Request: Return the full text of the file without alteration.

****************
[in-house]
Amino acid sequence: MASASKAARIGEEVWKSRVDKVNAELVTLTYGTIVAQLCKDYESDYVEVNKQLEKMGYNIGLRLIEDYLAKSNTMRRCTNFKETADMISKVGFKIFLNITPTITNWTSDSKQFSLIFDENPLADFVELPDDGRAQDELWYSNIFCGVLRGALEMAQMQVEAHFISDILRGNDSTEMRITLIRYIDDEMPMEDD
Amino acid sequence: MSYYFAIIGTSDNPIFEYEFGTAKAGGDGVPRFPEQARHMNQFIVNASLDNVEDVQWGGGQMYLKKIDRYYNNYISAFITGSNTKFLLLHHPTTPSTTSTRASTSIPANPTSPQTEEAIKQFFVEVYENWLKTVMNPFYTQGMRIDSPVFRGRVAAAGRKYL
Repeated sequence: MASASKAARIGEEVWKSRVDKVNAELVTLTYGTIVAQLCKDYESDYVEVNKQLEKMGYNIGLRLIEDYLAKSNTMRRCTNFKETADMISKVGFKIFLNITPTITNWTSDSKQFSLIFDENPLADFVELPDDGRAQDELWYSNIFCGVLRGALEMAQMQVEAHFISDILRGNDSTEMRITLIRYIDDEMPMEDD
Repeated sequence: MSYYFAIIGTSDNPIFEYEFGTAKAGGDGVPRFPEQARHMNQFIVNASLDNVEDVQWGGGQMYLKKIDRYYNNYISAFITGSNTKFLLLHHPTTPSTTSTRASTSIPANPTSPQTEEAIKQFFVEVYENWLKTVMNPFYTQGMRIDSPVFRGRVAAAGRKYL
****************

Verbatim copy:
[in-house]
Amino acid sequence: MASASKAARIGEEVWKSRVDKVNAELVTLTYGTIVAQLCKDYESDYVEVNKQLEKMGYNIGLRLIEDYLAKSNTMRRCTNFKETADMISKVGFKIFLNITPTITNWTSDSKQFSLIFDENPLADFVELPDDGRAQDELWYSNIFCGVLRGALEMAQMQVEAHFISDILRGNDSTEMRITLIRYIDDEMPMEDD
Amino acid sequence: MSYYFAIIGTSDNPIFEYEFGTAKAGGDGVPRFPEQARHMNQFIVNASLDNVEDVQWGGGQMYLKKIDRYYNNYISAFITGSNTKFLLLHHPTTPSTTSTRASTSIPANPTSPQTEEAIKQFFVEVYENWLKTVMNPFYTQGMRIDSPVFRGRVAAAGRKYL
Repeated sequence: MASASKAARIGEEVWKSRVDKVNAELVTLTYGTIVAQLCKDYESDYVEVNKQLEKMGYNIGLRLIEDYLAKSNTMRRCTNFKETADMISKVGFKIFLNITPTITNWTSDSKQFSLIFDENPLADFVELPDDGRAQDELWYSNIFCGVLRGALEMAQMQVEAHFISDILRGNDSTEMRITLIRYIDDEMPMEDD
Repeated sequence: MSYYFAIIGTSDNPIFEYEFGTAKAGGDGVPRFPEQARHMNQFIVNASLDNVEDVQWGGGQMYLKKIDRYYNNYISAFITGSNTKFLLLHHPTTPSTTSTRASTSIPANPTSPQTEEAIKQFFVEVYENWLKTVMNPFYTQGMRIDSPVFRGRVAAAGRKYL